The Oxy-Bomb in Canada
It’s called the Oxy-bomb: the rise in popularity and addictions to Oxycontin®.
The active ingredient in “Oxy” is oxycodone – a powerful narcotic chemically related to morphine. It can be taken in the pill form as prescribed or ground up by addicts and either snorted or injected to get a more powerful high.
This became a particular concern in Canada because in the 15 years the pill was marketed, Canada became the second highest, world wide, in two categories: the number of people addicted to pain killers, and the second highest death rate from overdose.
New formulation: OxyNeo
Recently, the pill was been reformulated to make it harder to abuse. The new product is OxyNeo. The improvement touted for this new formulation is a time release system that is harder for addicts to defeat. Unfortunately, while Oxycontin was then removed from the market in Canada, it is still available in the US. Further, Canada has already seen at least one death using the new formulation.
It is rumored that addicts have already found ways to defeat the new time release formulation. Doing so allows them to get all of the dose contained in the tablet all at once – giving a stronger high, but also increasing the risk for overdose and death.
The parent company has been accused of marketing the Oxy-bomb knowing full well just how addictive the drug actually was, and modifying test results to conceal that defect from doctors. While there is no doubt that narcotics in all forms are addictive, physicians have to balance the risk and damage from addiction against benefits to the patient. When there is more than one product to choose from, most doctors will prescribe the less addictive version.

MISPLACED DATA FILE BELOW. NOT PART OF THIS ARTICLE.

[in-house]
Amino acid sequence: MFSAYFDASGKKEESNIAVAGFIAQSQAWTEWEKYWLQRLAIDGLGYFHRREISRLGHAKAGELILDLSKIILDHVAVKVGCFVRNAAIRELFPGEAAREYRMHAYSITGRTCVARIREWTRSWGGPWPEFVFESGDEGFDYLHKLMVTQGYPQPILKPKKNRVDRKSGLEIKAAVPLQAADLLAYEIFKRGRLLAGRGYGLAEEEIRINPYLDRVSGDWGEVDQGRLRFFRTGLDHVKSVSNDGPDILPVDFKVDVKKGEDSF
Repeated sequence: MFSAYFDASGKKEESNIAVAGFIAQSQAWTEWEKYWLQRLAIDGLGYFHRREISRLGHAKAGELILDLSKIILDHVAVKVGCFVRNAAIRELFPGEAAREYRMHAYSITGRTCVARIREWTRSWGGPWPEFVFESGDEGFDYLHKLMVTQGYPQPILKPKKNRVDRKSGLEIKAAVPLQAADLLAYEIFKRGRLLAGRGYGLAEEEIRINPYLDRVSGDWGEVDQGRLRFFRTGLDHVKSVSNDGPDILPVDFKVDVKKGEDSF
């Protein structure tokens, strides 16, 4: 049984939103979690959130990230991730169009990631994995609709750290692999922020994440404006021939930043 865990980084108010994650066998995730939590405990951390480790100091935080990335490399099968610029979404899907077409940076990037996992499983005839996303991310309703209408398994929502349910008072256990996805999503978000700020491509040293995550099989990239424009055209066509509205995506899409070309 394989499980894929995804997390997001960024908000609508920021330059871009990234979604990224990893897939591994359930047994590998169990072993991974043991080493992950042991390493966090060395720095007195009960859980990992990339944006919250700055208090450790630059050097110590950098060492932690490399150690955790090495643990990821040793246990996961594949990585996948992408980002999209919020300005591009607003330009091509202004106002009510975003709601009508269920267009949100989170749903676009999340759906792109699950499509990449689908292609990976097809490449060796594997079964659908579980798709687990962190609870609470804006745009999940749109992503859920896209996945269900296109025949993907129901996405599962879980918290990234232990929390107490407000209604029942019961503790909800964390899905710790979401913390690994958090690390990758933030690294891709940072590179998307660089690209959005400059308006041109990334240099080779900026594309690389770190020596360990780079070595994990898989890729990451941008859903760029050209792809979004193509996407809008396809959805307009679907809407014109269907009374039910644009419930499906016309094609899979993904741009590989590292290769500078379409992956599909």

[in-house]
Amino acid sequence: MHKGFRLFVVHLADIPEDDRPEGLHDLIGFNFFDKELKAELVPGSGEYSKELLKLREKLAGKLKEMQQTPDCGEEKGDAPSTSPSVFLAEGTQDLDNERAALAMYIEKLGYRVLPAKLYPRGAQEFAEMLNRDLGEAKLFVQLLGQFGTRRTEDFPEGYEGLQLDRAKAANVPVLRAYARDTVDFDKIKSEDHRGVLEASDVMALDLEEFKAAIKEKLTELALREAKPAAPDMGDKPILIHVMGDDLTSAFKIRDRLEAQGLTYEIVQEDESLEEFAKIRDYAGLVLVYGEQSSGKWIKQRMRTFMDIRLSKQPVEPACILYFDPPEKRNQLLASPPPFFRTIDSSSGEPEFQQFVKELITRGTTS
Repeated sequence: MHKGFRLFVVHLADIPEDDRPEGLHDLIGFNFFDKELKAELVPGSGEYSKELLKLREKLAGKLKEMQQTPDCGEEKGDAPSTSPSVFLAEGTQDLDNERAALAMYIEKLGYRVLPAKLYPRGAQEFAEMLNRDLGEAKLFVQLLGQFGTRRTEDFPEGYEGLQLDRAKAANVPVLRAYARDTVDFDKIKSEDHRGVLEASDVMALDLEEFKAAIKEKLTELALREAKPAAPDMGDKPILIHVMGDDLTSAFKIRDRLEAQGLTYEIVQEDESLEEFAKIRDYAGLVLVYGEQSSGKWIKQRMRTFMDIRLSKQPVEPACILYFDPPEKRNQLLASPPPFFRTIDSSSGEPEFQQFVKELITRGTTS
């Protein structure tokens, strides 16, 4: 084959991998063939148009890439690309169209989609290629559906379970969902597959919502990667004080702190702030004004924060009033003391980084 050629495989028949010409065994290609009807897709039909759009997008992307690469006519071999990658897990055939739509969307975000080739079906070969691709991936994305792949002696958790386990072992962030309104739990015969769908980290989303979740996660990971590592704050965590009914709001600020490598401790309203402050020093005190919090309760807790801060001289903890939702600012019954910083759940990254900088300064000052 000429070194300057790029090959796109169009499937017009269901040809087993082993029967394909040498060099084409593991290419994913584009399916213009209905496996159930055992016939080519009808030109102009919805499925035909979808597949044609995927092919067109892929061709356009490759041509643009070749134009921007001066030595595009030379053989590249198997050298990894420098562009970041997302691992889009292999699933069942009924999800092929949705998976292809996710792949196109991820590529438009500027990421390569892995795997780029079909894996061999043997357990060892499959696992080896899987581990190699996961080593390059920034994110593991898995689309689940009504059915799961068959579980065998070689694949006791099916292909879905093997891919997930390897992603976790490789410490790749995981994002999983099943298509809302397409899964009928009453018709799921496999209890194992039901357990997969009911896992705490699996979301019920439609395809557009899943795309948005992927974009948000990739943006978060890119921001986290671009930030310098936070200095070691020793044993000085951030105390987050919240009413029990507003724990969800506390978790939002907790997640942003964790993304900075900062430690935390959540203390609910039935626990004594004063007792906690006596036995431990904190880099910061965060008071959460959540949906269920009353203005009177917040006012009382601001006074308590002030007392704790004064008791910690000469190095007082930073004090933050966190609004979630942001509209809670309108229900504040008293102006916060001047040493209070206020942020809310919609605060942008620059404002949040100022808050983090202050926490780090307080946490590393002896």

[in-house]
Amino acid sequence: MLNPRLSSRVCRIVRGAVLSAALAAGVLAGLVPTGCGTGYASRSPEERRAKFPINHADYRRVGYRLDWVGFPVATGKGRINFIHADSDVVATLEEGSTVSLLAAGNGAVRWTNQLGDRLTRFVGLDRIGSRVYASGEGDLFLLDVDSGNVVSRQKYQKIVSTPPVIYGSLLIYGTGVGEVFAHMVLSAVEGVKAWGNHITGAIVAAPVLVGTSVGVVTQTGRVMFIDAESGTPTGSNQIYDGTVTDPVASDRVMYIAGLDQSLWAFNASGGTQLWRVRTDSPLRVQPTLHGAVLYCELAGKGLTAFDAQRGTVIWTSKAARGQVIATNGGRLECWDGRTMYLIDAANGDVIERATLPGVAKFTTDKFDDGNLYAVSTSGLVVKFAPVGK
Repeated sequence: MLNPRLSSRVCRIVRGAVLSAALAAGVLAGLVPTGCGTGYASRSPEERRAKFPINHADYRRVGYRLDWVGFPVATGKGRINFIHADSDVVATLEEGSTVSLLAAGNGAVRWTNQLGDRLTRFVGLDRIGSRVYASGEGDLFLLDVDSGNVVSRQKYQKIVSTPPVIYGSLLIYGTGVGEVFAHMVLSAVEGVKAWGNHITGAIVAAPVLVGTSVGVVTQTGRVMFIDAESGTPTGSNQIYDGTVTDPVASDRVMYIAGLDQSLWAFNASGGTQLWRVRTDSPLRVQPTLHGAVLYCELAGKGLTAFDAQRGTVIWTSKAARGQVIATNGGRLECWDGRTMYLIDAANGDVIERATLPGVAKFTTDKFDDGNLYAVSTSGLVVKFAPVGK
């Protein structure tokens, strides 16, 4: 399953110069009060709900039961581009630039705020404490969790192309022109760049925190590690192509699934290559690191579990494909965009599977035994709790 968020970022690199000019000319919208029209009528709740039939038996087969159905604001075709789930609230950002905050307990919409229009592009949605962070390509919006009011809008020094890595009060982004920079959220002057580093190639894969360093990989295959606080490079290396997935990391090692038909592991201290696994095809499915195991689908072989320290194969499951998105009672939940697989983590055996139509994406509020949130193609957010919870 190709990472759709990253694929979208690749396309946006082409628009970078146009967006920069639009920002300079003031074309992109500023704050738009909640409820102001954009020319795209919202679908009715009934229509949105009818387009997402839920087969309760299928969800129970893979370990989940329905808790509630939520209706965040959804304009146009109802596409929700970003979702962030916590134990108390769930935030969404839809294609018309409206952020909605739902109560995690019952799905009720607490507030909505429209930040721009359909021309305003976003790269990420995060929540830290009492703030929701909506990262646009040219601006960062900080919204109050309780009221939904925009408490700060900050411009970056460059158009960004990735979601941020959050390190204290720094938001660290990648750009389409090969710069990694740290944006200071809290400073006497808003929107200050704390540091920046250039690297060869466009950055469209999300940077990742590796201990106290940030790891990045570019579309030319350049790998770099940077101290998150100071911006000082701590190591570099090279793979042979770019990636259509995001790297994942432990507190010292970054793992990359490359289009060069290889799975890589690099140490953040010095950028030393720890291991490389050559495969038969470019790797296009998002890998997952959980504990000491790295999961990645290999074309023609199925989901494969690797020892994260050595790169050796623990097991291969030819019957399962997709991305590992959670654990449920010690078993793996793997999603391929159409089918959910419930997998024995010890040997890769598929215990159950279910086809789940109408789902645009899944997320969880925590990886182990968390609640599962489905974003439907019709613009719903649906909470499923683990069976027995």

Candian manufacturer fined
Purdue, the company that manufactured Oxycontin for Canada, was already fined for misrepresenting how long the drug lasts in a false time release graph and had to pay $600 million.
The question is just how addictive substances should be marketed and what are the societal costs when a company leverages addiction into increased profits. One thing is clear though – manufacturers respond when they can’t sell their products. Many Canadian Provinces simply dropped the original product from their formularies. They refused to pay for it, and the product was changed. We’ll have to wait and see if the new pill is less of a “bomb” than the old.